Another example of the structural strength of the Geist is gleaned from reading the spec sheets. There's a little line that says: roof - walkable. Yep, you can climb up onto the roof of a Geist caravan and set your deck chair up and catch some rays. The Europeans do it; it's often the only way they can get a view.
Okay, now for a quick walk around the outside. There's a front bin that's partly taken up with a spare tyre and a properly boxed and ventilated gas bottle. There's also enough room on the side to stash hoses, etc.
The hitch is excellent and so much easier to use than a traditional ball coupling which can be a nightmare to operate for those who have arthritic fingers, etc. There are the usual wind-down legs which are a doddle to use and the lights at the back of the caravan are nice and big.
The AK450 has its door situated right at the back of the unit and this, in my opinion, helps to make the caravan actually feel bigger than it is. You step straight into the lounge/dinette (the table can be removed), and then walk past the kitchen and through to the bathroom and bedroom. Unless you have your head sewn on backwards, your initial impression will be that this is a quality product, and it is.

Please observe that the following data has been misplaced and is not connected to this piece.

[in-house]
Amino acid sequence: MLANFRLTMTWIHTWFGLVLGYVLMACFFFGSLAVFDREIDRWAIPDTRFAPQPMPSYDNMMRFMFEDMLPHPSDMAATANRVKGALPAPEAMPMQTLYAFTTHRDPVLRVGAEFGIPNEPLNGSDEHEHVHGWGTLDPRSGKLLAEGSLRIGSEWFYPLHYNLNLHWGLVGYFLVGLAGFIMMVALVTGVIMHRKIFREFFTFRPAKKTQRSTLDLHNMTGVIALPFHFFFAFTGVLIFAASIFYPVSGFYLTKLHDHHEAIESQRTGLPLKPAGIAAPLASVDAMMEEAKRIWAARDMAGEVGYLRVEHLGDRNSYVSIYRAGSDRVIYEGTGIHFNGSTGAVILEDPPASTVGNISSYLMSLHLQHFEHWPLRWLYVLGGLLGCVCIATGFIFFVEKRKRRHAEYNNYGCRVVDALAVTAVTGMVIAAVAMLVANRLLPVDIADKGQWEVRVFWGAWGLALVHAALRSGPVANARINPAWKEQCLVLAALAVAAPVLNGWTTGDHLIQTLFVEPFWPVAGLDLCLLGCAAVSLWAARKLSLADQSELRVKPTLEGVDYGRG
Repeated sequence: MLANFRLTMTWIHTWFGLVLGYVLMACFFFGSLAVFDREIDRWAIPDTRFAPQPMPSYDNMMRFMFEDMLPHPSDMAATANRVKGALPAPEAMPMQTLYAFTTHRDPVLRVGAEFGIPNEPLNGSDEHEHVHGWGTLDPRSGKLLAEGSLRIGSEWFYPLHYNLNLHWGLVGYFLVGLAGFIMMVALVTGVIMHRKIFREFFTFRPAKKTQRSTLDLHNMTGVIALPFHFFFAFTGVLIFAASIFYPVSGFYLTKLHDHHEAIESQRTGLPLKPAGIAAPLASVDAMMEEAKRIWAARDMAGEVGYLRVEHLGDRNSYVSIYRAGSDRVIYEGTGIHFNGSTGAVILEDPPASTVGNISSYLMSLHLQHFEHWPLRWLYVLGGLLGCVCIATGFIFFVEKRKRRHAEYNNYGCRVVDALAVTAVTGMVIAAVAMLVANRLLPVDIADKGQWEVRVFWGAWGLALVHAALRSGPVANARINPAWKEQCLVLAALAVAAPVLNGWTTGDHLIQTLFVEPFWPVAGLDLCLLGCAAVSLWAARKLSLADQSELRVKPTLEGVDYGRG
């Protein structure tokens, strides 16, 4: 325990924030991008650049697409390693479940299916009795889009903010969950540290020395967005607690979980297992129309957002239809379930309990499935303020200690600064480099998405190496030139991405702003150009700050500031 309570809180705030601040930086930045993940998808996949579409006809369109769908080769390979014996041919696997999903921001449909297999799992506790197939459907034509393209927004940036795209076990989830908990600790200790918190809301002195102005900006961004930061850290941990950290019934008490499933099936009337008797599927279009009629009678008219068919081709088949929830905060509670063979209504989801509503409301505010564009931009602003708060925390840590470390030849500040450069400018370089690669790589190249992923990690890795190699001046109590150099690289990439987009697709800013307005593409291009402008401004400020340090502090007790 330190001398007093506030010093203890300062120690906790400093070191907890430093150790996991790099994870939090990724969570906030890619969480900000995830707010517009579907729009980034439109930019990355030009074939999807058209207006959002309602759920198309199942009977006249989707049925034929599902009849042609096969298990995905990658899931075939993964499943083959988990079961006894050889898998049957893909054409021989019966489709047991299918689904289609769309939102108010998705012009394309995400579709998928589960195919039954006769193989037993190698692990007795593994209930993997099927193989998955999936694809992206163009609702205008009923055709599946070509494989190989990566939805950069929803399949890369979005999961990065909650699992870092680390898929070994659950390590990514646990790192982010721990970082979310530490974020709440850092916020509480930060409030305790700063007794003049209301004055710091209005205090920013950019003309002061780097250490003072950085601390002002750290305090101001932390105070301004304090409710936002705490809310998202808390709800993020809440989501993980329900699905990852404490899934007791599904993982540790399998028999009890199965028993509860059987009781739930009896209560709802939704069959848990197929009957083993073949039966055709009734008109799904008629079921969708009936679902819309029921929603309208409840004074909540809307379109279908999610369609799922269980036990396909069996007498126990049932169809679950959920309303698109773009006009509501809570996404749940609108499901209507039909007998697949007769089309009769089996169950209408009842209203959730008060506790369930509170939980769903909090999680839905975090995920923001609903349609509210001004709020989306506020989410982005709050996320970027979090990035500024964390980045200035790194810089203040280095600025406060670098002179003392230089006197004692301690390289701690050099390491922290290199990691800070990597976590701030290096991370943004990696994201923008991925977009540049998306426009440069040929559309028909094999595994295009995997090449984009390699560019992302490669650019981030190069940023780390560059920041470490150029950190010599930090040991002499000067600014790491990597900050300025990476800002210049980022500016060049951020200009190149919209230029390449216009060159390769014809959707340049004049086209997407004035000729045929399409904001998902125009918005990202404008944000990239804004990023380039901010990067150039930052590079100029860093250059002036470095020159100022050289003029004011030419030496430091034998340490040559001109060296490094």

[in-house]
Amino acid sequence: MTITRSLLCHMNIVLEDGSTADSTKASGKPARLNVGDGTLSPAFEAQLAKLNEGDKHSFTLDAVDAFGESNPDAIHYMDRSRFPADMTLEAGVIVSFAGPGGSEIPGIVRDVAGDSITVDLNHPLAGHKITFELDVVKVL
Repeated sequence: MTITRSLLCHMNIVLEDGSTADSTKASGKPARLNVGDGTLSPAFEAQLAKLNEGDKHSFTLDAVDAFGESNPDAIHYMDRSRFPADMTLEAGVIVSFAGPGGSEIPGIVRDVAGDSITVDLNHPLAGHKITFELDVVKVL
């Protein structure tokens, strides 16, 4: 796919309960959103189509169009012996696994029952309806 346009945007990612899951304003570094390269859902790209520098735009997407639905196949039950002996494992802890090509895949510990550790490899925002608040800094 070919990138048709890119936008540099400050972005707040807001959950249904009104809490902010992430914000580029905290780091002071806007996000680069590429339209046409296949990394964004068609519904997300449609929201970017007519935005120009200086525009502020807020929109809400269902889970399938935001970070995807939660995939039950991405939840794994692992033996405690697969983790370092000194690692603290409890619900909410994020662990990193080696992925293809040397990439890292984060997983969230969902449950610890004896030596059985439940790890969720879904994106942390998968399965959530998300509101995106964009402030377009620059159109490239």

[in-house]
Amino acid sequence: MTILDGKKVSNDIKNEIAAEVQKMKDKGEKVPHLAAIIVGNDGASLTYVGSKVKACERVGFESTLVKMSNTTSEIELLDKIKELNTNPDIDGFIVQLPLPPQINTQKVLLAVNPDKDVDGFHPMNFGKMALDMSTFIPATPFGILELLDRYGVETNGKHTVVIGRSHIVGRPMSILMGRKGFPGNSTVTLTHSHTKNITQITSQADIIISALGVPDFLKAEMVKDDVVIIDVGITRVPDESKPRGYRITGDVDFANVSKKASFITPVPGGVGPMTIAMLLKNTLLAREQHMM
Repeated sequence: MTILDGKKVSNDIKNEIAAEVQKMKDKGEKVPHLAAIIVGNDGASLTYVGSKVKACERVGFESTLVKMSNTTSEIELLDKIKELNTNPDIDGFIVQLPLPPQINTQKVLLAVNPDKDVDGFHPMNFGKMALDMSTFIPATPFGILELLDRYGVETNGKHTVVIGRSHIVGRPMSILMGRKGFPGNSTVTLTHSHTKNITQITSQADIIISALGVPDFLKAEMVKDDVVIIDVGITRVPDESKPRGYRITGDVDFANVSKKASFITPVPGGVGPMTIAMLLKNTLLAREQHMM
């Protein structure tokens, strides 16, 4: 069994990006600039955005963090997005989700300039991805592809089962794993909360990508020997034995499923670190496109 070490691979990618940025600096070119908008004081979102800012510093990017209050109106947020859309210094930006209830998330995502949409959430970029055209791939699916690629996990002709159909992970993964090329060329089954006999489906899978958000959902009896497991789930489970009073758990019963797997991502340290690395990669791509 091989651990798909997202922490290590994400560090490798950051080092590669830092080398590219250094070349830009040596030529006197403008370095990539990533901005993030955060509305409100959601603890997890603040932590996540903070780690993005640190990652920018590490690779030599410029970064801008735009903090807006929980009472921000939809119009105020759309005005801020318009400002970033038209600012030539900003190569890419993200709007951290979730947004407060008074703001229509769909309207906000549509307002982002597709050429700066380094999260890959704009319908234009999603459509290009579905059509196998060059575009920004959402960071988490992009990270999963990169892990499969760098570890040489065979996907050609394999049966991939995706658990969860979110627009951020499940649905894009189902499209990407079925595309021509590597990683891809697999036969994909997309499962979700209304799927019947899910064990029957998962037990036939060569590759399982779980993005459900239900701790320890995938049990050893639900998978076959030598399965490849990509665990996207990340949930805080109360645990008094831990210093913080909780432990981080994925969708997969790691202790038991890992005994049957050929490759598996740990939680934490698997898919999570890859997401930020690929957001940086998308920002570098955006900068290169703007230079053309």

The front section of the caravan can be closed off via a concertina door, but if this slips too far inside its (for want of a better word) 'home', it can be tricky to get back out. Anyway, being able to close it off from the rest of the 'van allows for some privacy when getting changed after a shower, or when heading to bed before your partner.
All of the windows are hinged at the top and can be swung out, so even if there's a light shower you can still have the windows open for ventilation. And there are retractable friction-lock flyscreens on all of the windows and while these are an excellent idea and perfectly suited to conditions in this country, they can be a bit of a pain as the slightest bump can sometimes have them flicking back, catching you unawares.
All of the seats are comfortable and the bed, although missing a corner (to make room to get at the shower/toilet) is also comfy enough. The bed is tucked away in the front corner of the 'van giving it a nice, private and cosy feel.